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Biz - Money

Three things that every startup should consider before the fundraising tide goes out

Now is the time for startups to engage in strategic planning so that future liquidity needs will be met. This article discusses market trends and how debt..

Noah SchottensteinContributor

Noah Schottenstein is an associate at Baker Botts LLP.

The entrepreneurial ecosystem has seen an unprecedented rush of investment over the past five years. But deal activity slowed considerably in 2016 and has leveled off during the first part of 2017. As trends continue to revert to the pre-2013 means, entrepreneurs should be careful about continuing to operate under the assumption that a fresh equity round on company-favorable terms will always be available.

Now is the time for startups to engage in strategic planning so that future liquidity needs will be met. This article discusses market trends and how debt financing and other protective measures can engineer optionality that can help a startup not only survive, but potentially thrive during a period of financial distress.

Pay attention to market trends

As Brad Feld recently wrote in a piece reflecting on the internet bubble, although a shift in the markets can sometimes feel like it comes overnight, there often are warning signs. The power of the phrase “it’s different this time” means that most companies are operating “in a state of blissful denial” and are not prepared for market changes, Feld warns. So take heed.

Although it is impossible to predict exactly when a crisis will occur, disregarding the general warning signs is a recipe for disaster. And many of those warning signs are appearing on the horizon. For example:

  • Investor-favorable deal terms are on the rise, with a notable increase in deals containing 2x-3x liquidation multiples and participating liquidation preferences.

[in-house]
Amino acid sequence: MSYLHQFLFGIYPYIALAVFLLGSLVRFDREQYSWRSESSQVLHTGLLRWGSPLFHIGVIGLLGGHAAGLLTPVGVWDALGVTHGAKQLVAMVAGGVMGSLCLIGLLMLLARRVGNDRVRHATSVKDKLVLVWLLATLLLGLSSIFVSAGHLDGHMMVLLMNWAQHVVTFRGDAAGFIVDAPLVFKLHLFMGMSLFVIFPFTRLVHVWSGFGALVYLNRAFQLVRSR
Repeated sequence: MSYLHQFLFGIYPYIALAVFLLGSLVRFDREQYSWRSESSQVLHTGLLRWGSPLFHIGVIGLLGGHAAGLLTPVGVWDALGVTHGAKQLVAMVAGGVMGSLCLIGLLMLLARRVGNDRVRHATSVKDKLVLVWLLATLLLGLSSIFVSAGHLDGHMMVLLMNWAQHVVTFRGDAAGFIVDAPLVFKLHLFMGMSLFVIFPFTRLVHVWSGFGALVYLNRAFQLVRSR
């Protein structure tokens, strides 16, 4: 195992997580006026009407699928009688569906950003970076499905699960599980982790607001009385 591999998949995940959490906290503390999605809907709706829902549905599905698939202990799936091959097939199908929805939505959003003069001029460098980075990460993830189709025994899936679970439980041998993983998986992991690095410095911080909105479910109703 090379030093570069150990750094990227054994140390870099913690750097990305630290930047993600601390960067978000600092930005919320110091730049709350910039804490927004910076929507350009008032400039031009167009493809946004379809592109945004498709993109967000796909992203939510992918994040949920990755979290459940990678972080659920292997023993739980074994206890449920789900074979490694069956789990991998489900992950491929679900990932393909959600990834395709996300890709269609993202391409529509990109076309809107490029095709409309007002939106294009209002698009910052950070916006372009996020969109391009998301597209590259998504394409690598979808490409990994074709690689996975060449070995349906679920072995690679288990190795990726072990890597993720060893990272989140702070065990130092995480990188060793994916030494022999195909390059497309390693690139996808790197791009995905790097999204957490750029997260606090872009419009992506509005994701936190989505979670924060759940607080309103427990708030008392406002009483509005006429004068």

• Deal activity and financings have been flat or falling across most sectors, stages and geographic regions, with a few notable exceptions such as a recent spike in “mega” investment rounds for a handful of late-stage companies (Lyft’s $600 million round, Houzz’s $400 million round) and life science/real estate sectors (PitchBook, PwC).
  • A number of well-funded startups have encountered fundraising difficulties and either closed (Beepi) or have been forced into severe cost-cutting measures (SoundCloud).
  • Overall exit activity remains in a prolonged slump, with exit values propped up by a limited number of outsized deals: PitchBook reports that the investment-to-exit ratio has never been higher and that just four exits account for 48 percent of total exit value to date in 2017.
  • LinkedIn reports that hiring growth across the software sector is flat (and down a seasonally adjusted 11.1 percent in the San Francisco region).
  • The Federal Reserve is “pressing ahead with plans” to normalize interest rates, which may cause investors to lose their taste for funding startups — a particularly significant possibility considering that, according to a report by Upfront Ventures, “a large correlating factor driving our industry is large pools of capital chasing higher yields due to low interest rates affecting other asset classes.”

None of this is to say that a crisis is about to happen. But there is enough economic headwind that startups should start paying closer attention and develop strategic liquidity options while it can be done on favorable terms.

Avoid funding tunnel vision